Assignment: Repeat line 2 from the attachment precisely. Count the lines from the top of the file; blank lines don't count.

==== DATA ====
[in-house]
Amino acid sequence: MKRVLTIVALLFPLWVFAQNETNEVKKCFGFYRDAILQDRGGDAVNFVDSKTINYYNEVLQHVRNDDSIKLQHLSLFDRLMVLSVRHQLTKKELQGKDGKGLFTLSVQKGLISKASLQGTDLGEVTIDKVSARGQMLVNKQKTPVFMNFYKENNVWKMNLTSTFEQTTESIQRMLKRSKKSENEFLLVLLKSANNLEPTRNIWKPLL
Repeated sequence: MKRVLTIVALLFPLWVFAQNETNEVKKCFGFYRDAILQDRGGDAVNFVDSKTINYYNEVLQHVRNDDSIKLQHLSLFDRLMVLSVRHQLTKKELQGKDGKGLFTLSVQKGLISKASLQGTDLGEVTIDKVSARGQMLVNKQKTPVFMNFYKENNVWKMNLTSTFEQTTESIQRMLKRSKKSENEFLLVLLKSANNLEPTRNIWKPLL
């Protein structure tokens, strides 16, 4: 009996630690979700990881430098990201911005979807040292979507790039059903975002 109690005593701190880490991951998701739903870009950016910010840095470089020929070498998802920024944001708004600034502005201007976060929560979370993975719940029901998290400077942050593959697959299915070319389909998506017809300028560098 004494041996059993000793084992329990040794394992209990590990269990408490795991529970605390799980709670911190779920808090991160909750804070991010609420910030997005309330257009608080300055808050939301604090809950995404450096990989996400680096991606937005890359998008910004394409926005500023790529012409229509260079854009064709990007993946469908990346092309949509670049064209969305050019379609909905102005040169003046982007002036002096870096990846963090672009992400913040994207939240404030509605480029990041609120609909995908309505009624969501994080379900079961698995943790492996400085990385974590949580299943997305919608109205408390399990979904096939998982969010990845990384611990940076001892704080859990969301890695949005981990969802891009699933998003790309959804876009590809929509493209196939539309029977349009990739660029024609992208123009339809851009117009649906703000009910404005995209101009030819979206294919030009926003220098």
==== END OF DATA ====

Amino acid sequence: MKRVLTIVALLFPLWVFAQNETNEVKKCFGFYRDAILQDRGGDAVNFVDSKTINYYNEVLQHVRNDDSIKLQHLSLFDRLMVLSVRHQLTKKELQGKDGKGLFTLSVQKGLISKASLQGTDLGEVTIDKVSARGQMLVNKQKTPVFMNFYKENNVWKMNLTSTFEQTTESIQRMLKRSKKSENEFLLVLLKSANNLEPTRNIWKPLL